Reverse dieting: the one thing I do differently to others

Reverse dieting: the one thing I do differently to others

A large majority of my clients seek out my guidance as they need help to rebuild their metabolisms after extended periods of dieting and/or overexercising. There are plenty of others who, even if they do not choose to work with me personally, revisit my still popular blog posts about overcoming metabolic damage and increasing calories.

There are a few other coaches out there who specialise in reverse dieting as I do, but there is one major thing that I do differently from the others. Considering this is something I am asked about regularly by both clients and readers, I thought I would dedicate a post to this topic.

Some of my peers recommend that you should either:

  1. increase your caloric intake while increasing your activity levels; or
  2. decrease your activity levels while decreasing your caloric intake, but NOT
  3. increase your caloric intake while simultaneously decreasing your activity levels.

But number 3 is exactly what I recommend. I understand the logic behind other coaches’ recommendations of 1 and 2. If you suddenly up your caloric intake or reduce your exercise output, without making any changes to the opposite factor, your body may go into shock and you may gain a little weight.

However, it is important to recognise that you will almost certainly gain weight during the reverse dieting process, regardless of what you do. Obviously, this can be minimised – and this is why I recommend a gradual and supervised increase in caloric intake, rather than upping your calories to a maintenance level overnight – but burning an extra 100 to 200 calories is small in the grand scheme of things.

Usually caused by too much chicken and asparagus...

Metabolic damage: usually caused by too much chicken and asparagus…

(As an aside, I’m not trying to discourage you from reverse dieting by telling you that you may gain weight. The truth is that if you remain in a stressed, underfed state, you will start/continue to gain weight anyway, so the best thing to do is endure a small period of discomfort to build up a healthy metabolism. This will then enable you to lose fat more effortlessly, while consuming a higher amount of calories.)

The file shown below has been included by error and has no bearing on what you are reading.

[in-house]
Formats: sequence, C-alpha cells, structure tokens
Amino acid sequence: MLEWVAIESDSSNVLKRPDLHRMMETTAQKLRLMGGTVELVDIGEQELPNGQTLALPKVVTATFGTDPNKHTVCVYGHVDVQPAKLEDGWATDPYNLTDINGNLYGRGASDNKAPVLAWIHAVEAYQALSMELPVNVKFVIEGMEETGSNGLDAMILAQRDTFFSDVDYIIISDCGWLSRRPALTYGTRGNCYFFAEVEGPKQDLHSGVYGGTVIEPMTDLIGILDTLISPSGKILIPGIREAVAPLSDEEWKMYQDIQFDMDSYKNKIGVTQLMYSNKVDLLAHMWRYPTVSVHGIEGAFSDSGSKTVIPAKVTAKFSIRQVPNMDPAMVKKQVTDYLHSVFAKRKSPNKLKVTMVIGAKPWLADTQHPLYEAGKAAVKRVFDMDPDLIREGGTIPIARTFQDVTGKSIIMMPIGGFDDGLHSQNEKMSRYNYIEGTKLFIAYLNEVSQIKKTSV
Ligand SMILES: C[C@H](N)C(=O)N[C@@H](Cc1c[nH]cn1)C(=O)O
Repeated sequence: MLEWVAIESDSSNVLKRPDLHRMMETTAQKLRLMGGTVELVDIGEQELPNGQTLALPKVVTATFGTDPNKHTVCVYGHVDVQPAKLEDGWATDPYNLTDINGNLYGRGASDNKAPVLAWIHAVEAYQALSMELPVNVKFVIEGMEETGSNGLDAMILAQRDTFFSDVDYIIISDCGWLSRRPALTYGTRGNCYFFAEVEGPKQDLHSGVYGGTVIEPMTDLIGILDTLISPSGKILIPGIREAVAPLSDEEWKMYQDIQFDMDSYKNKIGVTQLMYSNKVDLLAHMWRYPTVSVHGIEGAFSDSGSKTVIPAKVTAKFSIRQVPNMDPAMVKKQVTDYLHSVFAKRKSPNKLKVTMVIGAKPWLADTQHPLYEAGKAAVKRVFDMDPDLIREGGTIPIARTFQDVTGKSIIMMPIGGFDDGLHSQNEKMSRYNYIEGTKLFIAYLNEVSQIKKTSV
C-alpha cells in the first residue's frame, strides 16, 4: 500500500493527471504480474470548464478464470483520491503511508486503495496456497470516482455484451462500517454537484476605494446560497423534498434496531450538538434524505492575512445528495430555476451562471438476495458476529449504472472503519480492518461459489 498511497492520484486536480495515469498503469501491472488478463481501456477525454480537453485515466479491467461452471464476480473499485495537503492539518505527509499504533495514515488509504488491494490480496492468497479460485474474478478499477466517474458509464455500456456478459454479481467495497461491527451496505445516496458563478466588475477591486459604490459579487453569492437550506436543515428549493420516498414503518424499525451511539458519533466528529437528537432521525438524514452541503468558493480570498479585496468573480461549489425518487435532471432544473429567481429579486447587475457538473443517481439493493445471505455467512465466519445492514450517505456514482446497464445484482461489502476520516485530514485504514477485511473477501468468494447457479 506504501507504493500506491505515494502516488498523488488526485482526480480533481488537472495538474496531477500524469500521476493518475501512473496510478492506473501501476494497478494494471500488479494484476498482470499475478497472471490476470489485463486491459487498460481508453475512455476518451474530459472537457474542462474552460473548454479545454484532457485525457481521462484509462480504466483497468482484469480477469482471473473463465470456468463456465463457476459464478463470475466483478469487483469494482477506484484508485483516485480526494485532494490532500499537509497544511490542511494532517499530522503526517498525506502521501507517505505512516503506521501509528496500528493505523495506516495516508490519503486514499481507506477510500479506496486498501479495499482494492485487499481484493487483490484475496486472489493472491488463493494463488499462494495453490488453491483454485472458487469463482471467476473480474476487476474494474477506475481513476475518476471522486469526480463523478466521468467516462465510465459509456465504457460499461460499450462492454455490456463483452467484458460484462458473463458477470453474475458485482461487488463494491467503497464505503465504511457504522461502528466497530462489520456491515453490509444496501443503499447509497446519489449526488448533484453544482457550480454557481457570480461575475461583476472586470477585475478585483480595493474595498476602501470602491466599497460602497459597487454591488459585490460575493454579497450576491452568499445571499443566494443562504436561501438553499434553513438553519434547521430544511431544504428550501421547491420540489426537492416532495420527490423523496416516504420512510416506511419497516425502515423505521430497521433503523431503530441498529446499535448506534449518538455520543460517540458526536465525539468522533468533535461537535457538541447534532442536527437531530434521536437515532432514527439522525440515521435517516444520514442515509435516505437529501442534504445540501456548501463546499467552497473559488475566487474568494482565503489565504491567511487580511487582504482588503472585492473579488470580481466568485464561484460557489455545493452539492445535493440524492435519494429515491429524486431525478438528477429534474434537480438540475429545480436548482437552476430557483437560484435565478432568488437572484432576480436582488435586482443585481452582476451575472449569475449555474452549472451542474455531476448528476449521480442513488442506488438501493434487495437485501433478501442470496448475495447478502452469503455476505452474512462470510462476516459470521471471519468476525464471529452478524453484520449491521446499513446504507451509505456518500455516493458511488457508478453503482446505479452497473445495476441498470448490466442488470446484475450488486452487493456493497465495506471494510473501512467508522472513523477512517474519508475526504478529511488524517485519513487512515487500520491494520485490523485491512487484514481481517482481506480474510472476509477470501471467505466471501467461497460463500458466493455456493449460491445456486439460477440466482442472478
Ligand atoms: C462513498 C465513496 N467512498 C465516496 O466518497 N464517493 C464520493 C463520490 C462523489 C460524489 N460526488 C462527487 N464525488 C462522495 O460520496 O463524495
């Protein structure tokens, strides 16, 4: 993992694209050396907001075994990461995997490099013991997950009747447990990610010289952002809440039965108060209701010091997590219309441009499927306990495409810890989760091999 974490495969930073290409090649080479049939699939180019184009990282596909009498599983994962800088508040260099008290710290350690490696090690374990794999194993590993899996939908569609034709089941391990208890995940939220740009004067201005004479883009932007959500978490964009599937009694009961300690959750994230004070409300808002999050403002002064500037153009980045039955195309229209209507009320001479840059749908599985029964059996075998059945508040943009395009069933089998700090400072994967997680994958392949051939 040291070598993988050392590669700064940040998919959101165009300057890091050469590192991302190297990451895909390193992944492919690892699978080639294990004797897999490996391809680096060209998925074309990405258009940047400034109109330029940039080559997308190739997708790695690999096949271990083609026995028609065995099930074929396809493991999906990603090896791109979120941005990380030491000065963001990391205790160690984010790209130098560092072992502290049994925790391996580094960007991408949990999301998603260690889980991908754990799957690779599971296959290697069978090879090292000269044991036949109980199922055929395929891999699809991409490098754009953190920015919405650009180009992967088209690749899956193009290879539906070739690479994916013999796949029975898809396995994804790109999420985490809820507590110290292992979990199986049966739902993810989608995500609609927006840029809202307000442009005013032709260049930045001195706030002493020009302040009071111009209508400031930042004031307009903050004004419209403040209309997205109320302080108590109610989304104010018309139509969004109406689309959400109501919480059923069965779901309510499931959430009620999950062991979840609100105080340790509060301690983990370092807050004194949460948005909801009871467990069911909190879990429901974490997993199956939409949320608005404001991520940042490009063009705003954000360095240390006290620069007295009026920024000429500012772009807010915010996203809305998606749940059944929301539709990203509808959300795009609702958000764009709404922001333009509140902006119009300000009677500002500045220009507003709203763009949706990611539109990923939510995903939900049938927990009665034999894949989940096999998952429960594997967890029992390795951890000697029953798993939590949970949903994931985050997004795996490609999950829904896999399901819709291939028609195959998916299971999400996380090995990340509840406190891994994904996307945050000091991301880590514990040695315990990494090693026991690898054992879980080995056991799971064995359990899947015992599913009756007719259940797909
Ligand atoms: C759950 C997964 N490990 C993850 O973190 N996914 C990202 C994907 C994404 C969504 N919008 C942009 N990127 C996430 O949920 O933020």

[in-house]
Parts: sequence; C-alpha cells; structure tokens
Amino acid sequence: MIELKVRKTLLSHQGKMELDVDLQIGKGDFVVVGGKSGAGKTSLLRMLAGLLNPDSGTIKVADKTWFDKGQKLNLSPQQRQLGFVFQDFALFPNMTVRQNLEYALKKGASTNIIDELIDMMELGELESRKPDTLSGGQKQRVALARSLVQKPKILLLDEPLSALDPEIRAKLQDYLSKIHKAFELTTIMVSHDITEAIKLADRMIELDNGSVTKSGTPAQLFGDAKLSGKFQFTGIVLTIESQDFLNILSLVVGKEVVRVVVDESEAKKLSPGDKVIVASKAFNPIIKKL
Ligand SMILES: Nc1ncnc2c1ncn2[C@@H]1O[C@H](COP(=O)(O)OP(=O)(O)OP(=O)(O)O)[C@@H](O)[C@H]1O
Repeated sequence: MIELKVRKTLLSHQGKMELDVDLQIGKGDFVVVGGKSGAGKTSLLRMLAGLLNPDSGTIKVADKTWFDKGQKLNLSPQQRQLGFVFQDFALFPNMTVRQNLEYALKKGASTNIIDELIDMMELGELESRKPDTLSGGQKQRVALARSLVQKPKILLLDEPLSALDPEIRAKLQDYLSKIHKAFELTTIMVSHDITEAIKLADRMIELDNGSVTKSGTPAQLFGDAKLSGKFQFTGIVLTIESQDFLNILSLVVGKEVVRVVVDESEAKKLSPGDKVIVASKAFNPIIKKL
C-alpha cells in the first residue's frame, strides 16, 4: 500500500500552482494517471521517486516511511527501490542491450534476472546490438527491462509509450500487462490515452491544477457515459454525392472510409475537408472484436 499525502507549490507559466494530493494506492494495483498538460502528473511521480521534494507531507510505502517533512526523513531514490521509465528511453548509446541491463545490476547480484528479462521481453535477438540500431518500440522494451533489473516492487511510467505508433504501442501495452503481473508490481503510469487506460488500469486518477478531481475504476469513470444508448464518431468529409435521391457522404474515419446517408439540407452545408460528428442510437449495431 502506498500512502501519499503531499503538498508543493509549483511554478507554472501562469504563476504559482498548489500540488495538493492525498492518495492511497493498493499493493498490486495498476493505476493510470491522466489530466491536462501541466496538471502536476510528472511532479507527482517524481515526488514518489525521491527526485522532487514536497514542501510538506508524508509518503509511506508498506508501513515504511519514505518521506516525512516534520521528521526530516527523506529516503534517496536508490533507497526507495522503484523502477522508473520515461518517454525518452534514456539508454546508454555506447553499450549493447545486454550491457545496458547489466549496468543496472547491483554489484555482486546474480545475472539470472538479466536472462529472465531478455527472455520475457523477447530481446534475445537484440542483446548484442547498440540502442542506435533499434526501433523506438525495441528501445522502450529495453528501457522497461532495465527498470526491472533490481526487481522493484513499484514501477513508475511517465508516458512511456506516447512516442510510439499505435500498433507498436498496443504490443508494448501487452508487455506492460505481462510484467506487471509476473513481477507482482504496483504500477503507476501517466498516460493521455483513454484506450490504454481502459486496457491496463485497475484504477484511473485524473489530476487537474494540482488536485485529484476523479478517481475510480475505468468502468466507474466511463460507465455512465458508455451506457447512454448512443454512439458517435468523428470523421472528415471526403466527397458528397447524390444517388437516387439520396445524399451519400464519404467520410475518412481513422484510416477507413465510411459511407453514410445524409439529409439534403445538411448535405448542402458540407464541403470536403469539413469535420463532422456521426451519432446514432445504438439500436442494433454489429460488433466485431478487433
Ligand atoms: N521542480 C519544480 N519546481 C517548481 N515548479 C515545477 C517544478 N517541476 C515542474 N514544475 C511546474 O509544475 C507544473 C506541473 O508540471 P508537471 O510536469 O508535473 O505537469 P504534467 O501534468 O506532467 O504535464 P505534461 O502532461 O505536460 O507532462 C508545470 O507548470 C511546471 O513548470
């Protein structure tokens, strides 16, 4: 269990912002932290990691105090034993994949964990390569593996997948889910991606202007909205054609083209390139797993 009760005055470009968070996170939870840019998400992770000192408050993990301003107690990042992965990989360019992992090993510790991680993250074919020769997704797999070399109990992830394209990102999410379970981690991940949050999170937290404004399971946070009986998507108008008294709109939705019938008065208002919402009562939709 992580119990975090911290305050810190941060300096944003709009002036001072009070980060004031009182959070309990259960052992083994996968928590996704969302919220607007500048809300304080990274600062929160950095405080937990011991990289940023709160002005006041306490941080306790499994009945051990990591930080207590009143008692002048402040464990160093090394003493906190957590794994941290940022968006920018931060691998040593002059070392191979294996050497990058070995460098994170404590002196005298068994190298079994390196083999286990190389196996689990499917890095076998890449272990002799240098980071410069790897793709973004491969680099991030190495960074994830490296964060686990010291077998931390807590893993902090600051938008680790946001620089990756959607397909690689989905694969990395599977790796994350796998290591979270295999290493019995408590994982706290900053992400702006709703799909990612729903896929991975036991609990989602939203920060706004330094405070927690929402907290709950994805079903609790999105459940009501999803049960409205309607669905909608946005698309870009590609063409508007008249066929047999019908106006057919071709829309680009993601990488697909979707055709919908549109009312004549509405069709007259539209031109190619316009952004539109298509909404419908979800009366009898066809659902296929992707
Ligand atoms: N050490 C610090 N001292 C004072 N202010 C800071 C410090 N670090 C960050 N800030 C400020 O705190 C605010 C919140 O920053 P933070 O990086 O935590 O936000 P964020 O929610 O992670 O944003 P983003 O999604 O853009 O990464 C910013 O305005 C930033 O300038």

While many people fixate on avoiding weight gain and experiencing fat loss as soon as possible, this is not the main reason why I almost always recommend simultaneously increasing calories while reducing exercise at the same time. The simple reason is that doing so reduces the stress levels in your body, which is essential to achieving healthy hormonal levels and, in turn, dropping body fat.

(There are some exceptions. I will sometimes prescribe more calories and more exercise, but that is only when people are exercising only a little or not at all – but in today’s fitness-crazed society, that is a rarity!)



When you have restricted your calories or punished your body with hours of cardio a day for a long time, it will take some time to undo this damage. By only addressing either the nutrition or training component of the damage, you are merely prolonging your recovery process.

By dropping your calories further or increasing your energy output to correspond with a simultaneous decrease in exercise or calories, respectively, you will trap your body in a stressed, non-optimised state, which will make recovery longer and more difficult than it needs to be.

While it will vary on a case-by-case basis, the general guidelines I recommend for reverse dieting are:

  • At least 1500 calories per day (this should be implemented immediately if you are below this figure, regardless of whether you’re currently consuming 800 or 1400 calories a day), with 100 calories then added every two to four weeks until you reach a healthy maintenance level (at least 2000 calories for women and 2500 calories for men).
  • No more than four strength training workouts and two cardio sessions (30 minutes or less) per week.

If you implement the above, you may gain some weight (usually around 5lbs). This is typically only water retention as your body adjusts to more food and less exercise, and it will usually come off within a few weeks. However, if it doesn’t, it’s because your body is still healing and needs the extra body fat to do so. Try not to fixate on fat loss when you are reverse dieting, as your number one focus should be rebuilding a healthy metabolism and body.

Try not to fixate on fat loss when you are reverse dieting, as your number one focus should be rebuilding a healthy metabolism and body. The fat loss will come with time and patience.

Have you ever reverse dieted?

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